His efforts paid off Saturday.

A survey of voters as they left polling stations for the Associated Press and the TV networks showed that people calling themselves Republicans, who dominated the South Carolina voting, were evenly divided between McCain and Huckabee. But McCain also won the backing of people who said they were independents and moderates.

Huckabee, a one-time Southern Baptist preacher who campaigned as a Christian leader, had a slight edge among the more than 70 percent of voters who called themselves conservative and among those calling themselves white evangelical and born-again Christian voters. But McCain thumped Huckabee in all other categories with more than triple his rival’s voters.

McCain, a 71-year-old four-term senator, also won among older voters and people chiefly looking for an experienced candidate.

A former Vietnam prisoner of war with decades of military experience, McCain hoped his argument that he is the most qualified to be commander in chief during wartime as well as his staunch support of the Iraq war would resonate with voters in the first contested Republican race since the Sept. 11, 2001, attacks.

South Carolina is a state with a long military tradition, and McCain, to be sure, won among members of the military and veterans. He snared one-third of their votes to roughly one-quarter for Huckabee. Nonmilitary voters split their support about evenly between the two.

McCain also counted on migration shifts and demographic changes in South Carolina working to his advantage; South Carolina’s population rose by nearly 10 percent since the decade began, with many people settling along the coastal region that McCain won in 2000. Native South Carolinians only made up less than half of voters.

Do or die for Thompson?
Fred Thompson, the former Tennessee senator looking to turn around his campaign in South Carolina, suggested a poor outcome for him could mean the end of his bid. “We’ll see what the results are. I’ve always said I have to do very well here. There is no question about that,” he said earlier Saturday. Later, as it became clear he would not win the state, Thompson gave a speech that sounded a bit like a swan song — but stopped short of dropping out.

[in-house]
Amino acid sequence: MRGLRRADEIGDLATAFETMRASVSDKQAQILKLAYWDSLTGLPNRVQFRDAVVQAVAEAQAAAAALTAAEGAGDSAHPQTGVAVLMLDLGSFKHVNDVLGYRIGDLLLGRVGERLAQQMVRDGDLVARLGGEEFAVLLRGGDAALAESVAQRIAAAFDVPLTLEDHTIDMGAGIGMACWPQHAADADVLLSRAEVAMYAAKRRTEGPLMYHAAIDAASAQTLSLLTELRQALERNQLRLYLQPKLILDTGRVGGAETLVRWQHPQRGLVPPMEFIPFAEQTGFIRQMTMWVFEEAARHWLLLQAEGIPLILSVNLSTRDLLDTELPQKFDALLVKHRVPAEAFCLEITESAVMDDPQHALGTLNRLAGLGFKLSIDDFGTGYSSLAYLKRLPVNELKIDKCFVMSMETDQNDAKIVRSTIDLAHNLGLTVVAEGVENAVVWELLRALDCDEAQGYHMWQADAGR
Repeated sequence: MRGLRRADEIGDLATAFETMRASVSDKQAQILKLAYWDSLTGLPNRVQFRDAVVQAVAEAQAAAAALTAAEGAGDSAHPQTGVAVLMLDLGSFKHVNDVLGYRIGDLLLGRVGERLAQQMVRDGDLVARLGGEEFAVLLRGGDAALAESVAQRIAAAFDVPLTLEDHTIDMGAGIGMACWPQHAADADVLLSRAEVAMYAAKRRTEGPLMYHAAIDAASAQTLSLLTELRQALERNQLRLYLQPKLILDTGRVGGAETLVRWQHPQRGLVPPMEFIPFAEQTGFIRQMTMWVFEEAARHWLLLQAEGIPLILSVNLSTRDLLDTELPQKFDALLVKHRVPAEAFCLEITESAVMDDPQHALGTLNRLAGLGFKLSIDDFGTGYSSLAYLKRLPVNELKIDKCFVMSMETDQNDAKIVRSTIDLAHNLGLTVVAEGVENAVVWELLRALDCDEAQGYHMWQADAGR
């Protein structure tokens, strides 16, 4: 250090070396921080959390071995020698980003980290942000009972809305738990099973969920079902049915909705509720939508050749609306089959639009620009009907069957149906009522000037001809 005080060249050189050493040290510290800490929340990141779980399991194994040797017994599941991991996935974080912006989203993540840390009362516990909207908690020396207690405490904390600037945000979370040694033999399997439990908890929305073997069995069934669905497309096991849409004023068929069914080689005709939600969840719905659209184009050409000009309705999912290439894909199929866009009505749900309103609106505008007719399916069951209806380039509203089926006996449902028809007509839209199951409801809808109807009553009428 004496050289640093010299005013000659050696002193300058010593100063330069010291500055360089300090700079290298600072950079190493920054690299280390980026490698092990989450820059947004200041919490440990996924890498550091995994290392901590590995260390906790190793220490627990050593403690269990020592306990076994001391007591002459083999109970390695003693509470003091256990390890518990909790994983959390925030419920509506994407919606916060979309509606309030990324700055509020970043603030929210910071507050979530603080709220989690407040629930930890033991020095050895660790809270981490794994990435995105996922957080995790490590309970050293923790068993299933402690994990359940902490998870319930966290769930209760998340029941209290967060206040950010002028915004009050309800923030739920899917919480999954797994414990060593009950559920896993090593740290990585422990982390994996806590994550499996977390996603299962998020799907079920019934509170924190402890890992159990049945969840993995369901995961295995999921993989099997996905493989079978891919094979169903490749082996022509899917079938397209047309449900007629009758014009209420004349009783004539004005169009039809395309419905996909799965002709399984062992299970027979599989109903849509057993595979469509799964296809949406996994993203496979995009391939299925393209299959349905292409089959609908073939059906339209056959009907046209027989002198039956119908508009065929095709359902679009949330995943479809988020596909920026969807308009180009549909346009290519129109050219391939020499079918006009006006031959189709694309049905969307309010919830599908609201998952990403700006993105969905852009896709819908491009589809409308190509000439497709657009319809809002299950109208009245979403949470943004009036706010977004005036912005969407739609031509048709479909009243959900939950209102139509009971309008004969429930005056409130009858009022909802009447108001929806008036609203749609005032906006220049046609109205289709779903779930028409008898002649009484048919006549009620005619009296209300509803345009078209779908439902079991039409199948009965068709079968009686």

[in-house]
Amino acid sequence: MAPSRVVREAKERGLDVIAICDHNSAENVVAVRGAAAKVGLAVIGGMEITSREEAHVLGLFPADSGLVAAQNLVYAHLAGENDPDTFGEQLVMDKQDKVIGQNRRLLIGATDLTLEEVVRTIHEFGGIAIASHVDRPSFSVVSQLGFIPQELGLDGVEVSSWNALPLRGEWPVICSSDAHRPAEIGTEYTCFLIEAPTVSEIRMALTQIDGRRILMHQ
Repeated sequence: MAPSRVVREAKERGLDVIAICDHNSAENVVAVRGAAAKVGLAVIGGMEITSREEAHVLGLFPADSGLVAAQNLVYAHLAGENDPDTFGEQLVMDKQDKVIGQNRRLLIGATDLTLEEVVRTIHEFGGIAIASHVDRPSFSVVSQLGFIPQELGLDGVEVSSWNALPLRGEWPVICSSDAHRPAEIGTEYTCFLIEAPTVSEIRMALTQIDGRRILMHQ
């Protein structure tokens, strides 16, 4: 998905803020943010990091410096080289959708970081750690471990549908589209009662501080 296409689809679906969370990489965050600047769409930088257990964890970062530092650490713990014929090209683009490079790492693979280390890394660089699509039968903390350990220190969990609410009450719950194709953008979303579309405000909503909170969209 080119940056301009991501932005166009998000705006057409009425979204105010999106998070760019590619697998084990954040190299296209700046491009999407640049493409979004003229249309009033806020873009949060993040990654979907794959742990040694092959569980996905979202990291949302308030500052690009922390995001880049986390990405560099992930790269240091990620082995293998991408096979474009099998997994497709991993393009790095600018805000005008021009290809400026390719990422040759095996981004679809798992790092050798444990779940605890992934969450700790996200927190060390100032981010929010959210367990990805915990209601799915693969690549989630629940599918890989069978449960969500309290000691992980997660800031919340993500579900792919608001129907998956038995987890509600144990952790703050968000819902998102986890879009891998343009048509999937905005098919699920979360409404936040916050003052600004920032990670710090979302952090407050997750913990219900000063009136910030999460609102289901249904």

Romney ditched South Carolina on Thursday to campaign in Nevada, as it became increasingly clear that his multimillion-dollar, yearlong investment in the Southern state wouldn’t produce a first-place finish. As he traveled to Nevada, he argued that he was seeking the largest share of the state’s 31 delegates at stake. In contrast, South Carolina offered 24.

Indeed, Romney easily cruised to victory in the state’s caucuses; only he and libertarian-leaning Texas Rep. Ron Paul competed in the state. With his Nevada win, Romney extended his overall lead in the race for delegates to the GOP’s nominating convention this summer.

His Mormon faith proved beneficial in Nevada; Mormons represented roughly a quarter of those attending Nevada’s GOP caucuses, and virtually all of them were voting for Romney. Half of Romney’s votes came from Mormons. In contrast, skepticism about his Mormon faith in South Carolina’s Christian evangelical corridors proved difficult to overcome.

Romney was about even with Huckabee among Nevada’s white evangelical and born-again Christians, who made up about a fifth of the vote.